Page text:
Post by Le Démerdeur »

I was sure the second that I burnt my hand on the flue gases of a condensing boiler, doubly sure after reading Mikes temperature readings.

I prefer the evidence of my eyes and others senses and above all common sense to decide whether something that is presented authoratively as fact is true or otherwise.

Any heat not used to heat the circulating fluid is heat energy lost.

The only losses in an electric heating system are thermal losses from undersized cables (should be less than 1%) if they are outside of the dwelling

I am not questioning that condensing boilers are not much more efficient than the older boilers, they achieve this by recovering some of the heat lost in the flue gases albeit at the cost of the electricity used in the fan system but with flue gases in the order of 2-300°C then its plain to see that a lot, maybe even most of the energy converted from the combustion is not heating the radiator fluid.

whyme?
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Re: Oil fired heating systems

Post by whyme? »

Le Démerdeur wrote:
Wed Nov 18, 2020 1:42 pm
I was sure the second that I burnt my hand on the flue gases of a condensing boiler, doubly sure after reading Mikes temperature readings.

I prefer the evidence of my eyes and others senses and above all common sense to decide whether something that is presented authoratively as fact is true or otherwise.

Any heat not used to heat the circulating fluid is heat energy lost.

The only losses in an electric heating system are thermal losses from undersized cables (should be less than 1%) if they are outside of the dwelling

I am not questioning that condensing boilers are not much more efficient than the older boilers, they achieve this by recovering some of the heat lost in the flue gases albeit at the cost of the electricity used in the fan system but with flue gases in the order of 2-300°C then its plain to see that a lot, maybe even most of the energy converted from the combustion is not heating the radiator fluid.
you are over simplifying this to suit your own agenda.
Condensing boilers, especially gas boilers in the domestic market are designed to give high efficiencies under certain circumstances.
The water vapeur dew point temperature is 55 deg C therefor the heating system return water temperature needs to be at or below this temperature to allow the boiler to enter condensing mode. Systems have to be designed to allow this to happen whilst still doing what they should ie. heating the building sufficiently well at the lowest designed outside temperature.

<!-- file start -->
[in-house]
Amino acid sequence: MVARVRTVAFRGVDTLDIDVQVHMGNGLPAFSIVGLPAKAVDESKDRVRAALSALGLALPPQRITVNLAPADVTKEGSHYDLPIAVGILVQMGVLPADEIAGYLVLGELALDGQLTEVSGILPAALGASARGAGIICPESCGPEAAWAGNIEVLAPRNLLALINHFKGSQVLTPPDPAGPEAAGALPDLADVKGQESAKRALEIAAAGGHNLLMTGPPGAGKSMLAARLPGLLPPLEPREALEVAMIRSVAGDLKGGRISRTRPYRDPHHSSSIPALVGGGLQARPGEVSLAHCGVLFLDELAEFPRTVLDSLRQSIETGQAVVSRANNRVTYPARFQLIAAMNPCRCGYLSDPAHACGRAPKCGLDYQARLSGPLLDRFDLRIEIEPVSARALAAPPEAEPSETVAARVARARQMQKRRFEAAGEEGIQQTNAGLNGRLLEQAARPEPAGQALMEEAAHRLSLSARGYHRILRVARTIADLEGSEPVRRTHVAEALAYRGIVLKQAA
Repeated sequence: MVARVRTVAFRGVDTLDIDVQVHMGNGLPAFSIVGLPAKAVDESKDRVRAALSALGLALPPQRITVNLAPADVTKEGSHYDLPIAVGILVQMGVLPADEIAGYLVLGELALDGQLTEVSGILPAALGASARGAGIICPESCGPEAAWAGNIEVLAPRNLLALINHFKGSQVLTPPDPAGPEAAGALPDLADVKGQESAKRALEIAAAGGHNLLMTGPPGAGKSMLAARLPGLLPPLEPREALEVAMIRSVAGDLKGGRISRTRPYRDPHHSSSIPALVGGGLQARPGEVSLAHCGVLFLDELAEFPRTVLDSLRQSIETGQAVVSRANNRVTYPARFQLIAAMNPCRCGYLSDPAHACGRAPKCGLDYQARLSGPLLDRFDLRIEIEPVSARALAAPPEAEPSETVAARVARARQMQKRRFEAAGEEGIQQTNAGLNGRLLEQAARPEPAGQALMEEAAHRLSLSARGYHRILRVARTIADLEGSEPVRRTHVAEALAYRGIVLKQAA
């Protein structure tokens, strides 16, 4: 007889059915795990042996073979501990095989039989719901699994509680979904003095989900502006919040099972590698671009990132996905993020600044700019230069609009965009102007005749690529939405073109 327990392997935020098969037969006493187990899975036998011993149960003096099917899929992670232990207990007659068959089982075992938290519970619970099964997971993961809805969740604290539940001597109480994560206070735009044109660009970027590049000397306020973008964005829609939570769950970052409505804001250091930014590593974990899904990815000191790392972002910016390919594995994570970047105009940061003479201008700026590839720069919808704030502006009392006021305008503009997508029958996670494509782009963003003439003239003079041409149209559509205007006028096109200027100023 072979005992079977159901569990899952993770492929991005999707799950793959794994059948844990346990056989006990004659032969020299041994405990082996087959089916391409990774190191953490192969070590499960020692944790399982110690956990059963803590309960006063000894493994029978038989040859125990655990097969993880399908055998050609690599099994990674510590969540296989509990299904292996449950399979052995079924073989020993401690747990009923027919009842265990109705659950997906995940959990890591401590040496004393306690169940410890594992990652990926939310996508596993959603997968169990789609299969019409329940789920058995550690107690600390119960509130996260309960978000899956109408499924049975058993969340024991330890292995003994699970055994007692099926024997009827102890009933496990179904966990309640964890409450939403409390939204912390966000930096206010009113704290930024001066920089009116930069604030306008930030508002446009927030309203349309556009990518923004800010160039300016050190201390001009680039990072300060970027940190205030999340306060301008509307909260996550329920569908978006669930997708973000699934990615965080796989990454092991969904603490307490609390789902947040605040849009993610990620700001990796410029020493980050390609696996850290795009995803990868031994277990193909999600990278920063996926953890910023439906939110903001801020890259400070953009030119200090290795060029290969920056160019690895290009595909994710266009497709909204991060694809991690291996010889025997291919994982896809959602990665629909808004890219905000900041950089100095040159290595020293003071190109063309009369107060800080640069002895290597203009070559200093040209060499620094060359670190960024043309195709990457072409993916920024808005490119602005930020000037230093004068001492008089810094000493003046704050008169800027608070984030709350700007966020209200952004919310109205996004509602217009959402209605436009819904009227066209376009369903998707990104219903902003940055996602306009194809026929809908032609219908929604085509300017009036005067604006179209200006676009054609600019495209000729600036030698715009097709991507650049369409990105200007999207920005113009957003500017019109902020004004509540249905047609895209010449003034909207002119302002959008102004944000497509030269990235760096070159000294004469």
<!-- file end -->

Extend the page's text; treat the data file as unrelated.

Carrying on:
Most older 'non condensing' systems are designed on a 82/70 flow/return so if a new condensing boiler is fitted to an existing older system it will either never be in condensing mode when run at these temps or never provide enough heat through existing radiators when run at condensing temperatures.
I doubt very much that folk are advised to uprate radiators etc when a boiler change is made & a condensing boiler fitted so it would not be surprising to see much higher flue gas temperatures & lower efficiencies in colder times when these same folk run the boiler at temperatures outside those it is designed for.

Napoleon
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Re: Oil fired heating systems

Post by Napoleon »

SW31girl wrote:
Sun Nov 15, 2020 3:21 pm
We renewed our gas contract. Earlier this year we paid over 1800€ per ton when our previous contact expired at around 850€ per ton. We’ve now managed to lock in around 1100€ per ton.
Sorry to interrupt the flow of the thread but the post by SW31girl has raised a topic which is currently in my thoughts. I assume you are talking about bulk gas prices from a major supplier. We have been disappointed with the steady rise in price of propane from Antargas over the last twenty years. If you don't mind revealing the name of your supplier and how you went about negotiating the new, low price, please give me some advice on how to tackle Antargas.
This thread has been so interesting. Thanks everyone.
Alistair

SW31girl
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Re: Oil fired heating systems

Post by SW31girl »

Napoleon we used Antargas but now we use Primagas. Antargas were absolutely rogues. It’s a bit of a faff changing suppliers as you have to change the tank as well. I would not recommend changing in winter as you need to have an almost empty tank to be removed. You then wait for the new tank to arrive and then wait for the tanker to fill it up. We have a fixed price for two years then an open market price for the third year of the contract. There is also a fixed annual cost.
It’s worth asking primagas what offers they have. We originally were approached by a third party intermediary to move to primagas. After the three years were up primagas contacted us direct for the new contract.